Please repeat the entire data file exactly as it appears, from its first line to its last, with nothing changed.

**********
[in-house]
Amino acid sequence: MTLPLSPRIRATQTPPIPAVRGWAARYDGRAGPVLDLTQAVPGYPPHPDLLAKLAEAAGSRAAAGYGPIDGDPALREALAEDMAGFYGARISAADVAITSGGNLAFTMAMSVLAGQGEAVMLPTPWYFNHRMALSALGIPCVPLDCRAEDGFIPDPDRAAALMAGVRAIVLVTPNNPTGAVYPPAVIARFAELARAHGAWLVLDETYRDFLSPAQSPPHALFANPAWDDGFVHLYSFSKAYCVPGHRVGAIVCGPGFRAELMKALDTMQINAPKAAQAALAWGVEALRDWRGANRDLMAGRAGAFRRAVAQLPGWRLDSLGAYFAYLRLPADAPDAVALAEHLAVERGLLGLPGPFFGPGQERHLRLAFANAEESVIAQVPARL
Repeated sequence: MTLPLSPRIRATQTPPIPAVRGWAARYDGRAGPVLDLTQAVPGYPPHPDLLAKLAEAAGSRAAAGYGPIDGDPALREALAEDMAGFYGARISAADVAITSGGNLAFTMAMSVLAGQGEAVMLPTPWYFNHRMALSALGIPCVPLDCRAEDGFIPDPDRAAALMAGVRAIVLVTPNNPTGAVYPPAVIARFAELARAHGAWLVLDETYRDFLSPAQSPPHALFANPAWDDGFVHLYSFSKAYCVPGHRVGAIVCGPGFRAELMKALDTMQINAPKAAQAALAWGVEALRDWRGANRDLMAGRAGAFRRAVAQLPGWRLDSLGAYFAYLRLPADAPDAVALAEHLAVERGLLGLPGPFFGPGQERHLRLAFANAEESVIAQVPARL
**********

[in-house]
Amino acid sequence: MTLPLSPRIRATQTPPIPAVRGWAARYDGRAGPVLDLTQAVPGYPPHPDLLAKLAEAAGSRAAAGYGPIDGDPALREALAEDMAGFYGARISAADVAITSGGNLAFTMAMSVLAGQGEAVMLPTPWYFNHRMALSALGIPCVPLDCRAEDGFIPDPDRAAALMAGVRAIVLVTPNNPTGAVYPPAVIARFAELARAHGAWLVLDETYRDFLSPAQSPPHALFANPAWDDGFVHLYSFSKAYCVPGHRVGAIVCGPGFRAELMKALDTMQINAPKAAQAALAWGVEALRDWRGANRDLMAGRAGAFRRAVAQLPGWRLDSLGAYFAYLRLPADAPDAVALAEHLAVERGLLGLPGPFFGPGQERHLRLAFANAEESVIAQVPARL
Repeated sequence: MTLPLSPRIRATQTPPIPAVRGWAARYDGRAGPVLDLTQAVPGYPPHPDLLAKLAEAAGSRAAAGYGPIDGDPALREALAEDMAGFYGARISAADVAITSGGNLAFTMAMSVLAGQGEAVMLPTPWYFNHRMALSALGIPCVPLDCRAEDGFIPDPDRAAALMAGVRAIVLVTPNNPTGAVYPPAVIARFAELARAHGAWLVLDETYRDFLSPAQSPPHALFANPAWDDGFVHLYSFSKAYCVPGHRVGAIVCGPGFRAELMKALDTMQINAPKAAQAALAWGVEALRDWRGANRDLMAGRAGAFRRAVAQLPGWRLDSLGAYFAYLRLPADAPDAVALAEHLAVERGLLGLPGPFFGPGQERHLRLAFANAEESVIAQVPARL